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The Globe and Mail

U.S. broadcasters have assumed risk of losing prime markets

Any discount for the potential loss of NHL teams in Phoenix and Atlanta to Canadian markets has already been built into the league's 10-year, $2-billion (U.S.) television deal with NBC and American cable giant Comcast Corp.

According to sources, NBC/Comcast has no recourse for compensation should the Phoenix Coyotes, Atlanta Thrashers or any other troubled franchise decamp. The possibility of losing Phoenix (No. 12 media market in the U.S.) or Atlanta (No. 7) is an assumed risk in the deal.

That means the need to placate U.S. network TV should not be a consideration as NHL commissioner Gary Bettman tries one final time to locate an investor with $170-million burning a hole in his/her pocket to save the bankrupt Coyotes.

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Of greater concern to Bettman is the impatience of large markets in his league for funding perennial sink holes such as Phoenix.

While owners are content, if not ecstatic, over the broadcast deal brokered by Bettman, some of the teams paying (via revenue sharing) to prop up any one of a half-dozen troubled franchises are telling the commissioner it's time to take the game to markets where there's some expectation of profit.

That includes Southern Ontario, where the Toronto Maple Leafs are battling to keep competition out of their territory.


Initial criticism of the broadcast deal was the NHL gave away too much for too long (10 years) at too low a price ($6.6-million per team annually). The sale of digital rights, in particular, seemed to be too dear a price, according to some.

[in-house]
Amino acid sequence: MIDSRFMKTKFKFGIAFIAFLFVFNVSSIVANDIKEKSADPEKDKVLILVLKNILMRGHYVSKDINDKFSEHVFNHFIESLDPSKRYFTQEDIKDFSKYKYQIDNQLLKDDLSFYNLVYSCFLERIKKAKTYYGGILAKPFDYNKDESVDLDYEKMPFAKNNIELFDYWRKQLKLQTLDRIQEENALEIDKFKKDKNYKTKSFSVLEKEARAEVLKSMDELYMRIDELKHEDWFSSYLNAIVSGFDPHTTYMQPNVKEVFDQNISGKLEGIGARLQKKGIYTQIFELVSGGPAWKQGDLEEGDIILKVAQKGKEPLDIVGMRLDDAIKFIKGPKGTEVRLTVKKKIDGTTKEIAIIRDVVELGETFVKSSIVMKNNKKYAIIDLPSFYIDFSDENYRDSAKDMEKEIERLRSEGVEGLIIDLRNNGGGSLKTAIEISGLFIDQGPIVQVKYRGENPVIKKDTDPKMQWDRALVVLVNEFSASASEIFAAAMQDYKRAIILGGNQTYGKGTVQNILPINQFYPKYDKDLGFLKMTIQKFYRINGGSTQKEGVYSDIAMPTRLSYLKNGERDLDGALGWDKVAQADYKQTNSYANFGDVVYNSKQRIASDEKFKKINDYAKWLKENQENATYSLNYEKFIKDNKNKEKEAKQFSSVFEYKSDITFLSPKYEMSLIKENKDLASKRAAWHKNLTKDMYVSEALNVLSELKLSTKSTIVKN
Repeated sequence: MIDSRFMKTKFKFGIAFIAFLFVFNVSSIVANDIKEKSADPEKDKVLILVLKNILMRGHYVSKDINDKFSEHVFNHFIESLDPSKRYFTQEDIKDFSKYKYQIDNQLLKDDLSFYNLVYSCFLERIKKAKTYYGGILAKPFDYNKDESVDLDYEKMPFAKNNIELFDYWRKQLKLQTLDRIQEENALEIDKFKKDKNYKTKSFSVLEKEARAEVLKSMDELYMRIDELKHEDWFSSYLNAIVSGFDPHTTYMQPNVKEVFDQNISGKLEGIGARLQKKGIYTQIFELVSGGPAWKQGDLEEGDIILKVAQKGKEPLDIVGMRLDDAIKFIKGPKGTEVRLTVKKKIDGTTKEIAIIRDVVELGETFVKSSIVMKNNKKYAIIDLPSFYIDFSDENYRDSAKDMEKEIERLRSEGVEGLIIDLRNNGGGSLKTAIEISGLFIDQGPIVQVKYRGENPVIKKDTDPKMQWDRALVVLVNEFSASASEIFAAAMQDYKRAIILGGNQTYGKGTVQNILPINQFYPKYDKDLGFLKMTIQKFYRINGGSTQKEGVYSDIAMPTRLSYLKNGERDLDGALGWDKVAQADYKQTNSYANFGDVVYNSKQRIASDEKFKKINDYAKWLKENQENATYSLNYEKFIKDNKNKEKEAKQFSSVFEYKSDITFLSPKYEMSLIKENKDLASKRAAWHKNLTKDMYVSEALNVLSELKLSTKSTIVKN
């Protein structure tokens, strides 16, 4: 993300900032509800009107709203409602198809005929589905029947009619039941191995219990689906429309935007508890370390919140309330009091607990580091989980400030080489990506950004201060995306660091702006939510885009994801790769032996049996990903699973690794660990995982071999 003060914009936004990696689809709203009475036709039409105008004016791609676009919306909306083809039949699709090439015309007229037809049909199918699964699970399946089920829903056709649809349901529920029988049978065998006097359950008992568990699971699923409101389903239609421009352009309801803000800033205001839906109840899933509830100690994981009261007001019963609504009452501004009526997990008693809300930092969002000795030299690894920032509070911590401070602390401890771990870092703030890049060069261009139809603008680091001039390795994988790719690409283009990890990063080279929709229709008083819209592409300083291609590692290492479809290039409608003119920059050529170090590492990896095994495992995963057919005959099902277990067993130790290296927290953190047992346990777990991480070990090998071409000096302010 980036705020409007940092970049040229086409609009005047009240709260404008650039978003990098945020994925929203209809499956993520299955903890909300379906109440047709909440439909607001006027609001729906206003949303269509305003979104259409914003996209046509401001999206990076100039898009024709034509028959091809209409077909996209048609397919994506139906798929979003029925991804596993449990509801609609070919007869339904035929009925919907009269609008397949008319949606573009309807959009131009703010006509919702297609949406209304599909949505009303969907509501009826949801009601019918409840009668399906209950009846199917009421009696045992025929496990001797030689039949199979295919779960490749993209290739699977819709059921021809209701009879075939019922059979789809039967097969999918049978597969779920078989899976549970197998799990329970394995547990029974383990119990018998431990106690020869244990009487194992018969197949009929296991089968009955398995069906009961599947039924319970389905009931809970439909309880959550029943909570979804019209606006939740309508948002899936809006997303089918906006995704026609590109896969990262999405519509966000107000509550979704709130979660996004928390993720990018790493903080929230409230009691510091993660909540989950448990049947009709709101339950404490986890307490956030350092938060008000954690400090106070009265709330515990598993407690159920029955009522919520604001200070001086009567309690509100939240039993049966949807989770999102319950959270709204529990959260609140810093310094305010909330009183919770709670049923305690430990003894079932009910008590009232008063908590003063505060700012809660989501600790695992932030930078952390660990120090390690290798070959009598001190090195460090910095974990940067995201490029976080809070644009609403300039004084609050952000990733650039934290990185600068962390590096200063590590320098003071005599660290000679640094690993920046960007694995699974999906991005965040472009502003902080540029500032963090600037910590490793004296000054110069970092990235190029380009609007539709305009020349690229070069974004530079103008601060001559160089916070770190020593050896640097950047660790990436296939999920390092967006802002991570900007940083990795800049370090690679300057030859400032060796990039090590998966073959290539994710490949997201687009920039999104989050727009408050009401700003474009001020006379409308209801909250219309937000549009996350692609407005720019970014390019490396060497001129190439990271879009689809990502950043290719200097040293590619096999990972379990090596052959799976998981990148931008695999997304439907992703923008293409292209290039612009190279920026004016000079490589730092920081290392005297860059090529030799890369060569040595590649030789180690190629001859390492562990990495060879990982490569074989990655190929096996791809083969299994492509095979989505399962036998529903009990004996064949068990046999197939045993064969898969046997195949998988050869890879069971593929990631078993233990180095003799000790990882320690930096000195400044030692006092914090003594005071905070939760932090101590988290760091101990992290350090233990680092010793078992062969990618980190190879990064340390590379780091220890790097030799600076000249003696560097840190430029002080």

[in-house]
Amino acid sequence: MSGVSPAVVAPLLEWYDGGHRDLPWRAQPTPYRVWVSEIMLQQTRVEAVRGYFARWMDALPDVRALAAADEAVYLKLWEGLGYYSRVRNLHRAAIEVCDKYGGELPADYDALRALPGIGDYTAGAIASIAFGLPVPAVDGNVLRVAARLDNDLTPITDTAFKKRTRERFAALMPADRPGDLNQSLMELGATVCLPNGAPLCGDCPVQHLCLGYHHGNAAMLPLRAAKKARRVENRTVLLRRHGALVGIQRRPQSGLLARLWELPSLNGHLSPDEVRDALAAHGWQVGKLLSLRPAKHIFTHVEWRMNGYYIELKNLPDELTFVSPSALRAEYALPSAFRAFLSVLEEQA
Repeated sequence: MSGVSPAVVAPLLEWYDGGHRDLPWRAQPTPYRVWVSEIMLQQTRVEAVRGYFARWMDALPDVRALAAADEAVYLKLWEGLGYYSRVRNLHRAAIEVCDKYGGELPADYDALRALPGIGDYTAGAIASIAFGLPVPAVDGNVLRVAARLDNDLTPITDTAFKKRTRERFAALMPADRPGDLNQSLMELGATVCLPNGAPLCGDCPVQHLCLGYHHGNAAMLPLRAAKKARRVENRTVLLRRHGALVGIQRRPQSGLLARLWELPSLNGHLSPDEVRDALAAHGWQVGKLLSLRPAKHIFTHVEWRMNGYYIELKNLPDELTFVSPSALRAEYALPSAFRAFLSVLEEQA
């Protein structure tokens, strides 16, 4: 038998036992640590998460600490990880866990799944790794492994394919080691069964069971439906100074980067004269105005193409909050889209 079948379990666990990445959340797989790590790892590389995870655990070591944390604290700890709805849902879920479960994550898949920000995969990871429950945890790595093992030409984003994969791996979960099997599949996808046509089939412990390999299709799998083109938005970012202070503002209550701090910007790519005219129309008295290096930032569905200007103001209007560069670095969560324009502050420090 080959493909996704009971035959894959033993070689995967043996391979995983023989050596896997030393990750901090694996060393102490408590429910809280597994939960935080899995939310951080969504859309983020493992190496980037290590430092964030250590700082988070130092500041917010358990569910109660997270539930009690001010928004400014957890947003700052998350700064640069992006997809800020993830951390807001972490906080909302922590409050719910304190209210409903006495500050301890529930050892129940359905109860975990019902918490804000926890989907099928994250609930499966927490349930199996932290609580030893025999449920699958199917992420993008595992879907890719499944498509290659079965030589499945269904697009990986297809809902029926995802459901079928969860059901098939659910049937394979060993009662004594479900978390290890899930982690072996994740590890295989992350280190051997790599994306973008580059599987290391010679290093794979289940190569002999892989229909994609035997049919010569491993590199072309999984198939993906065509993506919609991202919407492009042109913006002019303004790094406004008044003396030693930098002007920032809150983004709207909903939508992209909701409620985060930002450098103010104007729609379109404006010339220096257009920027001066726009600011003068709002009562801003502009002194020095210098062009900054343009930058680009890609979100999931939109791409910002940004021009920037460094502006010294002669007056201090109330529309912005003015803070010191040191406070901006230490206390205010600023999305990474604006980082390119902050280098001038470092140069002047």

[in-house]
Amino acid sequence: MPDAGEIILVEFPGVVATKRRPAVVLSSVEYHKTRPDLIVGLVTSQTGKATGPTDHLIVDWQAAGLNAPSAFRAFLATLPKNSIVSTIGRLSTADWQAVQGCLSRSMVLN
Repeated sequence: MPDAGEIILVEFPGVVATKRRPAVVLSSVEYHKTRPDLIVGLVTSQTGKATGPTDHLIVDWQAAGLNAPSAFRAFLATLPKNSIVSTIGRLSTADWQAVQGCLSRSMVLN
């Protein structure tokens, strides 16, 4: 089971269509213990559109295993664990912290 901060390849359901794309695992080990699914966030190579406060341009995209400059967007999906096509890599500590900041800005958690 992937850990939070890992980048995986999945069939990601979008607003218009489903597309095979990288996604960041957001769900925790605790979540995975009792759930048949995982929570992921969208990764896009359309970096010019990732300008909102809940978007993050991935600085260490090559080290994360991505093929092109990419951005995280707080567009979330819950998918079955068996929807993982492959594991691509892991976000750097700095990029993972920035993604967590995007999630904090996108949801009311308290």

But most broadcast-rights deals being written these days are for longer terms to accommodate deals with network affiliates. The NHL's broadcast partners, meanwhile, were willing to pay a premium for a longer deal as well as for exclusivity, particularly at playoff time.

As for the digital side, all TV rights deals now are including game rights across all forms of media so new technologies won't dilute the value of the rights over time. The NHL followed the trend.

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It's going to be interesting in the next Major League Baseball TV contract negotiations to see whether commissioner Bud Selig can hang onto the sport's lucrative digital package or if he has to cede it to a broadcaster to get a deal done.

Finally, an unreported aspect of the deal announced last Tuesday is the NHL gets international media and streaming rights back.

Comcast held those rights in the previous contract. That revenue could amount to as much as $15-million annually for the league.


Missing from the teleconference to announce the deal last Tuesday was any discussion of NHL participation in the 2014 Sochi Winter Olympics. NBC has had the broadcast rights to every Olympics with NHL participation since 1998, but the U.S. rights to Sochi are still up for bid.